McCain’s Embarrassing Climate Speech

While no one knows who first uttered the sentiment "It’s better to say
nothing and seem a fool than to open your mouth and remove all doubt,"
Republican presidential hopeful John McCain’s speech this week on climate change
certainly supports the phrase’s validity.

McCain spoke at the facilities of Vestas Wind Technology, an Oregon-based
firm that manufactures wind-power systems. The irony of the setting was rich
given McCain’s outspoken opposition to pork-barrel spending.

He even risked his presidential hopes by criticizing ethanol subsidies ahead
of the all-important Iowa caucuses. Next to solar power, however, wind power is
the most heavily subsidized form of energy.

Taxpayers cough up an astounding $23.37 per megawatt hour of electricity
produced, according to the Wall Street Journal. In contrast, coal and natural
gas are only subsidized to a tune of 44 cents and 25 cents, respectively.

McCain lauded wind as a "predictable source of energy." He must have missed
this Feb. 27 headline from Reuters: "Loss of wind causes Texas power grid
emergency." The electric grid operator was forced to curtail 1,100 megawatts of
power to customers within 10 minutes.

"Our economy depends upon clean and affordable alternatives to fossil fuels,"
McCain stated.

What he’s talking about is not quite clear since our current economy is about
75 percent dependent on fossil fuels and will remain that way for at least the
next 25 years, as solar and wind technologies remain only marginal sources of

If anything, we are likely to be even more dependent on fossil fuels in the
future as nuclear power, which provides about 20 percent of our electricity,
shrinks in availability as a supply of energy.

Although our energy needs are ever-growing, construction of nuclear power
plants is not keeping pace — not one has come online in the last 30 years. Even
if a few nuke plants are constructed during the next decades, they will not
supply enough power to keep nuclear power at the 20 percent level.

McCain then demonstrated how little he knows about the science of global

"No longer do we need to rely on guesswork and computer modeling, because
satellite images reveal a dramatic disappearance of glaciers, Antarctic ice
shelves and polar ice sheets. And I’ve seen some of this evidence up close…"

Global warming alarmism, however, is entirely based on the "guesswork and
computer modeling" that McCain says isn’t necessary. The reason the United
Nations relies on "guesswork and computer modeling" is because the glaciers that
are receding have been doing so since at least the 19th century, before
significant human output of greenhouse gases.

In any event, the melting of glaciers is not evidence that humans are
involved. Glaciers have been advancing and retreating for hundreds of millions
of years. Just because humans are witnessing changes in glaciers does not mean
that humans are causing them; moreover, Antarctic ice is expanding while any melting of Arctic ice is not likely due to
warmer air temperatures.

"We have seen sustained drought in the Southwest and across the world average
temperatures that seem to reach new records every few years. We have seen a
higher incidence of extreme weather events," McCain stated.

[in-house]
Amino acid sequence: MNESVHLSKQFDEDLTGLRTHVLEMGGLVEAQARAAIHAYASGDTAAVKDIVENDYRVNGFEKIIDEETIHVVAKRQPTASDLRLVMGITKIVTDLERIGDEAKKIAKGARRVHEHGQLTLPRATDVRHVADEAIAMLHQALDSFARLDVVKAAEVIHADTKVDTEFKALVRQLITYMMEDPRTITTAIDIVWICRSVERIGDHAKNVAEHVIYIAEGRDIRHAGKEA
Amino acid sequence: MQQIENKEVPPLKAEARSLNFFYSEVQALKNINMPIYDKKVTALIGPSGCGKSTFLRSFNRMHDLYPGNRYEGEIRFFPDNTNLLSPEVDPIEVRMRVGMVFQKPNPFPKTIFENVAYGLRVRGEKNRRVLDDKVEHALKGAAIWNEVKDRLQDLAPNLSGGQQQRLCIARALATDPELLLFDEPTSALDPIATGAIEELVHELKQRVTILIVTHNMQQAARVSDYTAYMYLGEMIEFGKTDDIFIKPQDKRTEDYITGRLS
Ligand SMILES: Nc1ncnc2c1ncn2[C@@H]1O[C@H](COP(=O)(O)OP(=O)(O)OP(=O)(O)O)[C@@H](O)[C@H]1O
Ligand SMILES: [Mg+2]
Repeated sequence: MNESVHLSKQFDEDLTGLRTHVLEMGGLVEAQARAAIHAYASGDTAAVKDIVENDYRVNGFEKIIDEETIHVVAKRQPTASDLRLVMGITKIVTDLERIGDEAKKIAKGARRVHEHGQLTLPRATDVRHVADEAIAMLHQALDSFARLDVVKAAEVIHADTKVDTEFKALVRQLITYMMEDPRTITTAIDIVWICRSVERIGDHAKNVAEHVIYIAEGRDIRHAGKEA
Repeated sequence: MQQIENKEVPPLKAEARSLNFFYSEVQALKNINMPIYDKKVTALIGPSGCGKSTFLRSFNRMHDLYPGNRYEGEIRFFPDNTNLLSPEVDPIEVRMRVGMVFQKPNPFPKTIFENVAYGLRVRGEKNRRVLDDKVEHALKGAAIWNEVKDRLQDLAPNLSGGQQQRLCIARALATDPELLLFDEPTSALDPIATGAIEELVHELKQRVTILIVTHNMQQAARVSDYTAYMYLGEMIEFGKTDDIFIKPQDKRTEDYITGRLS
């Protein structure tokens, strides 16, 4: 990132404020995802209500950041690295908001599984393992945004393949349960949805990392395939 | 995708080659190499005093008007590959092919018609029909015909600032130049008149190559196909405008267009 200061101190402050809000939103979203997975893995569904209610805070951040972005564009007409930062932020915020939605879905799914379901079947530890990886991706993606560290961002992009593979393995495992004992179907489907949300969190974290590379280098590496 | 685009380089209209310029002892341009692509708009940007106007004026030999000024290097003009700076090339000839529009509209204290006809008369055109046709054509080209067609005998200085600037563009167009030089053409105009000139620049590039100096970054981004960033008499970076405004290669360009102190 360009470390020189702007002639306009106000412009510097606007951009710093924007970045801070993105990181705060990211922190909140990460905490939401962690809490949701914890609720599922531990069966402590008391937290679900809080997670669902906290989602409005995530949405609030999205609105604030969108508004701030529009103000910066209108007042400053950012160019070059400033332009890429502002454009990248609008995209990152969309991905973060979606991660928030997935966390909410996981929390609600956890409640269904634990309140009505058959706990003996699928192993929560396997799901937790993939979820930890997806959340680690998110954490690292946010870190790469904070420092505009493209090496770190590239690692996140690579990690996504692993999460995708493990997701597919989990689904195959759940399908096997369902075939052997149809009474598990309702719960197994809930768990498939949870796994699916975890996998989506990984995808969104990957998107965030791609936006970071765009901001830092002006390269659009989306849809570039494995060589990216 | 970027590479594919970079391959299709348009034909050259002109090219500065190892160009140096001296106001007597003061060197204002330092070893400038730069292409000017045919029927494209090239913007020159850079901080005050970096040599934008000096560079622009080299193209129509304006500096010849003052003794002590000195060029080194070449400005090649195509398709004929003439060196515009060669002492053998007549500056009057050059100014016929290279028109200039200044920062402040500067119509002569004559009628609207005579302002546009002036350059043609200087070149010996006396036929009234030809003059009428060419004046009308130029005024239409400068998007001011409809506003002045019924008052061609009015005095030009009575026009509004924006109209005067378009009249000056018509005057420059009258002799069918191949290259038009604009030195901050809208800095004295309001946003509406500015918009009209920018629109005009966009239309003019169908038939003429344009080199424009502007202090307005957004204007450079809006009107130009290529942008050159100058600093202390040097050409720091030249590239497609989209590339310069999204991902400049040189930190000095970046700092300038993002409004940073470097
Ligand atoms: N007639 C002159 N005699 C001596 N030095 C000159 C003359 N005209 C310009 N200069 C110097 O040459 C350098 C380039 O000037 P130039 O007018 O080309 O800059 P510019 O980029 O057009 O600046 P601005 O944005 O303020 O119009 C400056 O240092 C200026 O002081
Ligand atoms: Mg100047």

But that "sustained drought" is why the Southwest is commonly known as a
"desert" — and it was a desert long before industrial emissions of greenhouse

As to global temperature, the world has cooled since 1998 and the latest research from U.N.-approved researchers indicates that more
global cooling is on the way. With respect to extreme weather events, I can’t
think of a single scientist — even an alarmist scientist — who has the temerity
to stand up and link specific weather events with climate change.

McCain’s apparent climate mentor, Al Gore, learned this lesson the hard way

McCain touted a so-called cap-and-trade system for controlling greenhouse gas emissions, citing the
supposed success of the 1990 Clean Air Act amendments’ cap-and-trade system for
the sulfur dioxide emissions linked to the alleged phenomenon of acid rain.

But even if acid rain were a genuine environmental problem — and studies
leading up to the 1990 law cast significant doubt — controlling sulfur dioxide
emissions is many orders of magnitude easier than controlling greenhouse gas

The volume of sulfur dioxide emissions to be eliminated is much smaller, the
sources (coal-fired power plants) are relatively few and the smokestack
technology is comparatively inexpensive.

McCain said that "A cap-and-trade policy will send a signal that will be
heard and welcomed all across the American economy." This is unlikely since
cap-and-trade’s economic harms have been exposed and condemned by the likes of the Congressional Budget Office, the
Environmental Protection Agency and renown economists such as Alan Greenspan and
Arthur Laffer.

Even the Clinton administration warned of the economic harms that would be
caused by cap-and-trade.

Although China, the world’s biggest greenhouse gas emitter, vows not to
reduce its emissions, McCain says the U.S. should act anyway. So as China, India
and other developing nations become the world’s greenhouse gas smokestacks,
thereby nullifying any reductions made by the U.S., McCain willingly condemns
the U.S. to more expensive and less available energy supplies for no
environmental benefit whatsoever.

Undaunted by facts, McCain appears to be programmed with every nonsensical
green platitude and policy — a truly worrisome situation since global warming
regulation is shaping up to be the most important domestic policy issue of the
upcoming election.

Many McCain supporters believe he is the candidate to lead the country at a time of
war. But there is a war of sorts at home, too — the struggle against the greens
for control over vital domestic energy and economic policy. We can’t afford to
lose the latter war, either.